Aristotle

Aristotle (384 BC - 322 BC) together with Plato, and Socrates (Plato's teacher), is one of the most important figures in Western philosophy. He was the first to create a comprehensive system of Western philosophy, encompassing morality and aesthetics, logic and science, politics and metaphysics. His views on the physical sciences profoundly shaped medieval scholarship, and their influence extended well into the Renaissance, although they were ultimately replaced by modern physics. His works contain the earliest known formal study of logic. These were incorporated in the late nineteenth century into modern formal logic. In metaphysics, Aristotelianism had a profound influence on philosophical and theological thinking in the Islamic and Jewish traditions in the Middle Ages. It continues to influence Christian theology, especially Eastern Orthodox theology, and the scholastic tradition of the Roman Catholic Church. All aspects of Aristotle's philosophy are objects of active academic study today.

Aristotle was trained and educated as a member of the aristocracy. At age eighteen, he went to Athens to continue his education at Plato's Academy, remaining for nearly twenty years, until after Plato's death in 347 BC. He then traveled with Xenocrates to the court of Hermias of Atarneus in Asia Minor. After Hermias' death, Aristotle was invited by Philip of Macedon to tutor Philip's son - Alexander the Great. After several years tutoring the young Alexander, Aristotle returned to Athens. By 335 BC, he established his own school there, known as the Lyceum. For twelve years, Aristotle conducted courses and composed many of his works. The works that have survived are in treatise form and are generally considered to be lecture aids for his students. His most important treatises include Physics, Metaphysics, Nicomachean Ethics, Politics, De Anima (On the Soul) and Poetics.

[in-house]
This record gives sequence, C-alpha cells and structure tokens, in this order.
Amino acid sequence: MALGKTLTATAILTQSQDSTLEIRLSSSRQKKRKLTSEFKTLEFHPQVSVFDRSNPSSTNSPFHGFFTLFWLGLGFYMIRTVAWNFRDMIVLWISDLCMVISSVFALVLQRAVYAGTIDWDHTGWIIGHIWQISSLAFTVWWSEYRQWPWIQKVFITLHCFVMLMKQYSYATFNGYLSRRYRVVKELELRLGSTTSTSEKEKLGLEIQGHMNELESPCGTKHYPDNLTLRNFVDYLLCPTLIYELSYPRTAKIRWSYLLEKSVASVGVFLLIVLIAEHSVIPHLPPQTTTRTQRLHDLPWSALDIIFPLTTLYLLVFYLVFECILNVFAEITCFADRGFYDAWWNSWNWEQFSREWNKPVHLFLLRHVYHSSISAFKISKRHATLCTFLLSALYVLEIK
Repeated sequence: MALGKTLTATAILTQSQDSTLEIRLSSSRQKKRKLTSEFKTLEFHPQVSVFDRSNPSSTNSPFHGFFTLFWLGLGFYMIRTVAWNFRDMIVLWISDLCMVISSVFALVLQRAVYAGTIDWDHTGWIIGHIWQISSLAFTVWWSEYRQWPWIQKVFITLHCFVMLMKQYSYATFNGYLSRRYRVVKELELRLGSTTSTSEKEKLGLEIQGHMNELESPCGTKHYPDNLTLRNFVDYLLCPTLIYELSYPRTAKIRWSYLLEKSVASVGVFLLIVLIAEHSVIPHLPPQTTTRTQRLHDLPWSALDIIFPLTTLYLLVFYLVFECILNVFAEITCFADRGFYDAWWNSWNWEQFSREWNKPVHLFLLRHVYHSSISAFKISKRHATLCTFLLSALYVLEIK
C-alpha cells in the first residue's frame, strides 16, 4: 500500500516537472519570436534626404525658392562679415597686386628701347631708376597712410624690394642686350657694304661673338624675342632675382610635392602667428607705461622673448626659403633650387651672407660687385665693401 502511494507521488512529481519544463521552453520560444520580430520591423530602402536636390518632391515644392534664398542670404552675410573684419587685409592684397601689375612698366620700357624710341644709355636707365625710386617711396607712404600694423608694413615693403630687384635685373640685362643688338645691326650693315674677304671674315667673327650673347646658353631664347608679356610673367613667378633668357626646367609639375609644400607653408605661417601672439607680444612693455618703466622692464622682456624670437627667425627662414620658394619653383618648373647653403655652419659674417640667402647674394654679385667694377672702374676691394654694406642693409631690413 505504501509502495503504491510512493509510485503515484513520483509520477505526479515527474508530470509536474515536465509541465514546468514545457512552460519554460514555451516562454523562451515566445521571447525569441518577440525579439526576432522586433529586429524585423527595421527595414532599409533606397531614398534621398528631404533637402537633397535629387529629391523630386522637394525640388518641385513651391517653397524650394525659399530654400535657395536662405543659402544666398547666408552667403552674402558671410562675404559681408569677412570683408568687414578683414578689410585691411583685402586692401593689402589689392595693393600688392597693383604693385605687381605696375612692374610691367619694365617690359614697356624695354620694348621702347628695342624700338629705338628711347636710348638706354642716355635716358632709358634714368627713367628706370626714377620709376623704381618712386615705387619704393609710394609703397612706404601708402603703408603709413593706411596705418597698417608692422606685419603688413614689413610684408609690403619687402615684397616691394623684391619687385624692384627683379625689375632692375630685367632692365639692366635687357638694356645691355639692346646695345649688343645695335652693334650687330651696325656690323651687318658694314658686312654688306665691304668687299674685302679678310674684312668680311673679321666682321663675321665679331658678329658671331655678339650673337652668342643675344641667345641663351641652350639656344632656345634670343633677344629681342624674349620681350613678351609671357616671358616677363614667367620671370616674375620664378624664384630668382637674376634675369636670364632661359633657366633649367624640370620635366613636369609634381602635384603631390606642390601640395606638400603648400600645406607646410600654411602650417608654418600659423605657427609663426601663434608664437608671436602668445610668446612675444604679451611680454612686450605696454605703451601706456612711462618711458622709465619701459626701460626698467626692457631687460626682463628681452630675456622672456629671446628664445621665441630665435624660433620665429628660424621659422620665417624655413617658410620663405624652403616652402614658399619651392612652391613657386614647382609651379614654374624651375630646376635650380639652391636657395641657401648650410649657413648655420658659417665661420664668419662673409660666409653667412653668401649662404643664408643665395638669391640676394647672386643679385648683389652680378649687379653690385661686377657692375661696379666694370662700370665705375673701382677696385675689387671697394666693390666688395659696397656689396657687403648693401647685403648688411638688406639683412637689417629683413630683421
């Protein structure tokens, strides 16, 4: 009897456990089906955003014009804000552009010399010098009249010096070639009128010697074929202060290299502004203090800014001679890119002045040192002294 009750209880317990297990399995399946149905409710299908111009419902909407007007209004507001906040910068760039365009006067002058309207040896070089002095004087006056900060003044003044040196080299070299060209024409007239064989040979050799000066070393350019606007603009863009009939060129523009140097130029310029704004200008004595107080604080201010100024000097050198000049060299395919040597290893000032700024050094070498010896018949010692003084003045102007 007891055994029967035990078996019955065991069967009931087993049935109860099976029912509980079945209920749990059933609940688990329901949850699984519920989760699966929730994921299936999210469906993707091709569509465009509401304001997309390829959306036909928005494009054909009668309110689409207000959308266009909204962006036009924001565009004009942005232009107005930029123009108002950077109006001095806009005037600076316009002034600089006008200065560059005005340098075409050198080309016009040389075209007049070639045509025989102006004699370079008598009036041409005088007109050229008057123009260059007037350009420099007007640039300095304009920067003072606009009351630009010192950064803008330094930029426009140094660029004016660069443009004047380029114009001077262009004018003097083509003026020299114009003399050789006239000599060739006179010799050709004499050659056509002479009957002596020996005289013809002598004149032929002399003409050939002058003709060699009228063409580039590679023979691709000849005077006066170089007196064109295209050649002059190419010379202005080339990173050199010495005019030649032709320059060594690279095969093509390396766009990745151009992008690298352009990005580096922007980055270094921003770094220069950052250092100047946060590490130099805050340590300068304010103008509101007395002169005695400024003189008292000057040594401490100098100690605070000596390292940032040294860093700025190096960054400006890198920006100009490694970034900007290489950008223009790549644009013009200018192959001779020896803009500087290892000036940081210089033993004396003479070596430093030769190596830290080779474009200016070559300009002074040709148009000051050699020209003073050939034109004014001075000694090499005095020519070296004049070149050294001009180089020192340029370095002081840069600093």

In physical science, Aristotle studied anatomy, economics, astronomy, embryology, geology, geography, meteorology, physics and zoology. In philosophy, he wrote on aesthetics, ethics, rhetoric, government, metaphysics, politics, psychology and theology. He also studied education, foreign customs, literature and poetry. His combined works constitute a virtual encyclopedia of Greek knowledge. It has been suggested that Aristotle is probably the last person to know everything there was to be known in his own time.

Many believe that Aristotle's system of thought remains the most influential ever put together by any single mind. He single-handedly founded the sciences of Logic, Biology and Psychology. The influence of Aristotle's work was felt as the Lyceum grew into the Peripatetic school. Aristotle's notable students included Aristoxenus, Dicaearchus, Demetrius of Phalerum, Eudemos of Rhodes, Hephaestion, Harpalus, Meno, Mnason of Phocis, Nicomachus, and Theophrastus, as well as Alexander the Great. Aristotle is referred to as "The Philosopher" by medieval theologian Thomas Aquinas who blended Aristotelian philosophy with Christianity, bringing the thought of Ancient Greece into the Middle Ages. It required a repudiation of some Aristotelian principles for the sciences and the arts to free themselves for the discovery of modern scientific laws and empirical methods. [Source: Wikipedia]

TitleRankPeriodLevelType
Rhetoric by Aristotle
Focusing on the use of language as both a vehicle and a tool to shape persuasive argument, Aristotle delineates with remarkable insight... [More]
Classical
500BC-600AD
Secondary
& Adult
Philosophy &
Religion
Politics by Aristotle
Intellectually stimulating work describes the ideal state and ponders how it can bring about the most desirable life for its citizens. Both... [More]
Classical
500BC-600AD
Secondary
& Adult
Philosophy &
Religion
Poetics by Aristotle
After reading Aristotle's "Poetics," I felt a severe sense of shame for not having read it much, much sooner. As a student of literature,... [More]
Classical
500BC-600AD
Secondary
& Adult
Philosophy &
Religion
Metaphysics by Aristotle
A new translation of one of the cornerstones of Western philosophy. Always passionately interested in natural phenomena, Aristotle... [More]
Classical
500BC-600AD
Secondary
& Adult
Philosophy &
Religion